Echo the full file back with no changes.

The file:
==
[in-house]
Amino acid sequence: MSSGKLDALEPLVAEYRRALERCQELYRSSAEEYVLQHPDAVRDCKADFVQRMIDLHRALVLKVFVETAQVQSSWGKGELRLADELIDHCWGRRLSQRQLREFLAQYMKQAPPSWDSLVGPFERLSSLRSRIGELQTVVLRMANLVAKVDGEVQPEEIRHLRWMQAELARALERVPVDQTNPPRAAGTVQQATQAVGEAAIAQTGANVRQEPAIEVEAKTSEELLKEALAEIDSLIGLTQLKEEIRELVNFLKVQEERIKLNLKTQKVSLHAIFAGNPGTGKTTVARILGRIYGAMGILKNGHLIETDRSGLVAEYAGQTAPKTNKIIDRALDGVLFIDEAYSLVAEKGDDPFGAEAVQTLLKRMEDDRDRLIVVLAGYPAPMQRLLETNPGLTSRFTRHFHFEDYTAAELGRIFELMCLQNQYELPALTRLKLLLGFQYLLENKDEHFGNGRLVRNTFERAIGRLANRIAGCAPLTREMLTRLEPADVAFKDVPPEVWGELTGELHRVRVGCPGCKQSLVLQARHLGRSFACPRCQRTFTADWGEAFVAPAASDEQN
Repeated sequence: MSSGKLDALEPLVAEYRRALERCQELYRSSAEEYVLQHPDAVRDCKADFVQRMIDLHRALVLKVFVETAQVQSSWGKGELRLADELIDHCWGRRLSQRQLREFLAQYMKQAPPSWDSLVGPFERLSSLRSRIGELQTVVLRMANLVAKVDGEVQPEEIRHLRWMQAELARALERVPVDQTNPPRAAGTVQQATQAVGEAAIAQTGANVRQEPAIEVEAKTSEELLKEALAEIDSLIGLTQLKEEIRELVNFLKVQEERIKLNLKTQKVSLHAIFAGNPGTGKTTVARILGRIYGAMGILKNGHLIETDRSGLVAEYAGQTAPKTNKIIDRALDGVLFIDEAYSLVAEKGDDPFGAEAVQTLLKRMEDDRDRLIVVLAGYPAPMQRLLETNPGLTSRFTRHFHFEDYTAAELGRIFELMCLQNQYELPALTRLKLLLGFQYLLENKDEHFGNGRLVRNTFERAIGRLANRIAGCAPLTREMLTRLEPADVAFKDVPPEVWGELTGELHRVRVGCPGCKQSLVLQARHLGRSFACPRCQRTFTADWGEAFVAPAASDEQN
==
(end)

[in-house]
Amino acid sequence: MSSGKLDALEPLVAEYRRALERCQELYRSSAEEYVLQHPDAVRDCKADFVQRMIDLHRALVLKVFVETAQVQSSWGKGELRLADELIDHCWGRRLSQRQLREFLAQYMKQAPPSWDSLVGPFERLSSLRSRIGELQTVVLRMANLVAKVDGEVQPEEIRHLRWMQAELARALERVPVDQTNPPRAAGTVQQATQAVGEAAIAQTGANVRQEPAIEVEAKTSEELLKEALAEIDSLIGLTQLKEEIRELVNFLKVQEERIKLNLKTQKVSLHAIFAGNPGTGKTTVARILGRIYGAMGILKNGHLIETDRSGLVAEYAGQTAPKTNKIIDRALDGVLFIDEAYSLVAEKGDDPFGAEAVQTLLKRMEDDRDRLIVVLAGYPAPMQRLLETNPGLTSRFTRHFHFEDYTAAELGRIFELMCLQNQYELPALTRLKLLLGFQYLLENKDEHFGNGRLVRNTFERAIGRLANRIAGCAPLTREMLTRLEPADVAFKDVPPEVWGELTGELHRVRVGCPGCKQSLVLQARHLGRSFACPRCQRTFTADWGEAFVAPAASDEQN
Repeated sequence: MSSGKLDALEPLVAEYRRALERCQELYRSSAEEYVLQHPDAVRDCKADFVQRMIDLHRALVLKVFVETAQVQSSWGKGELRLADELIDHCWGRRLSQRQLREFLAQYMKQAPPSWDSLVGPFERLSSLRSRIGELQTVVLRMANLVAKVDGEVQPEEIRHLRWMQAELARALERVPVDQTNPPRAAGTVQQATQAVGEAAIAQTGANVRQEPAIEVEAKTSEELLKEALAEIDSLIGLTQLKEEIRELVNFLKVQEERIKLNLKTQKVSLHAIFAGNPGTGKTTVARILGRIYGAMGILKNGHLIETDRSGLVAEYAGQTAPKTNKIIDRALDGVLFIDEAYSLVAEKGDDPFGAEAVQTLLKRMEDDRDRLIVVLAGYPAPMQRLLETNPGLTSRFTRHFHFEDYTAAELGRIFELMCLQNQYELPALTRLKLLLGFQYLLENKDEHFGNGRLVRNTFERAIGRLANRIAGCAPLTREMLTRLEPADVAFKDVPPEVWGELTGELHRVRVGCPGCKQSLVLQARHLGRSFACPRCQRTFTADWGEAFVAPAASDEQN